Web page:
Data breaches have a pretty specific public perception these days. Media focus on cyber attacks resulting in the loss of private information has led many to believe that outside hackers are the only way companies can lose control over their data. While these events obviously need to be taken seriously, recent Trend Micro research has found that only one quarter of breaches can be linked to cyber criminals.
Many companies ignore the possibility of internal employees being responsible for the loss of private information. It can be hard to scrutinize the people working daily to build up your organization, but data breaches coming from inside the business aren't something to be taken lightly.
Many employees willing to sell information
While every employer would like to believe that their workers can be trusted, the sad reality of the situation is that some staff members are ready to sell company data for personal profit. In fact, a recent study conducted by Clearswift highlighted the danger many businesses face when trusting their employees with highly-sensitive information.
The report states that around 35 percent of workers would sell private company data if someone offered them the right price. While that number should certainly be alarming to any administrator, the truly frightening part of the report came from how little some people are willing to accept in order to betray their employer.
The study found that around 3 percent of employees would give up this information for only $155. Although 3 percent certainly isn't a large portion of your workers, this part of the report highlights just how dangerous it is to let every single employee have access to sensitive information. A data breach could be a huge drain on a company's ability to conduct business, and apparently many staff members are willing to hang their employer out to dry for less than the amount of a new cellphone.
Sometimes it's just naivety
Even though there are clearly employees at every organization willing to sell company information to the highest bidder, simple greed isn't the only cause of internal data breaches. Many times, private data can be exposed simply because an employee doesn't know the dangers of a certain action.
Take, for instance, the test that was conducted by the U.S. Department of Homeland Security. Officials from the agency went around to multiple governmental buildings and placed flash drives in the parking lots near employee vehicles. The object here was to see how many workers would find the flash drives and plug them into their work computers, thereby risking the safety of their building's private internal network.
What the agency found was shocking. Around 60 percent of employees went right ahead and connected the devices into their computers without even considering that these flash drives could contain malware. That statistic is high enough as it is, but apparently putting an official company logo on the side of the flash drive increased plug-in rates to 90 percent.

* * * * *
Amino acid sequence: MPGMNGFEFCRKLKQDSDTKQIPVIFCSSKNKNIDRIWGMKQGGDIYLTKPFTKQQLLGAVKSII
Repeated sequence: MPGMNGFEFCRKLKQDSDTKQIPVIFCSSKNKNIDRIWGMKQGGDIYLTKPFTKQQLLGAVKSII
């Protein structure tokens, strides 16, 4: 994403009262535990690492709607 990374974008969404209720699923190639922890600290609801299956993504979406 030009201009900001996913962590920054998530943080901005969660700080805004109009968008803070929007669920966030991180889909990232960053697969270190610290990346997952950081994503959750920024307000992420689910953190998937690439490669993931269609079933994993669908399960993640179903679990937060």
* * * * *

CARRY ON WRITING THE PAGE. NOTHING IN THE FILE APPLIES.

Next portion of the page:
What this shows is that internal leaks don't have to be the result of greed or disrespect for company administrators. In many cases involving data breaches coming from inside the organization, simple ignorance to proper cyber security best practices is all it takes. Human error is one of the most powerful drivers behind bad events in the workplace, and it's also very hard to work against.
What can company administrators do?
Although this has been something of a bleak look at the employer-employee relationship, it's important to note that it's not all bad. The majority of workers are good, trustworthy people that also know how to avoid mistakes of naivety. That being said, company administrators do need to worry about the minority of staff members that would cause a data breach for one reason or another.
Thankfully, there are some pretty easy steps officials can follow to avoid cyber crime. First, employers need to sit down and have an honest discussion with their workers about cyber security and how to avoid cyber threats. Many employees simply don't understand the risks of plugging in unknown flash drives, and as such administrators need to have a comprehensive conversation that underlines what should and should not be done in the workplace.
After this, Trend Micro recommends that employers limit the number of people with admin privileges to only those that absolutely need these abilities on a regular basis. While this might slow operations up a bit, it's an absolutely necessary step. Figuring out who's responsible in the wake of a data breach is hard enough, but doing so with a multitude of employees with admin privileges is an absolute nightmare. Limiting the number of people with access to private company information allows officials to mitigate the risks of an internal, malicious breach.
Finally, administrators should look into cyber security software. As stated above, human error is a big part of workplace mistakes, and as such it's a lot easier to leave certain duties to mechanical minds. The Interscan Web Security Virtual Appliance service provided by Trend Micro allows administrators to manage live web use across the company. This allows officials to keep tabs on who is doing what, thereby letting them make sure workers aren't getting ready to sell sensitive data.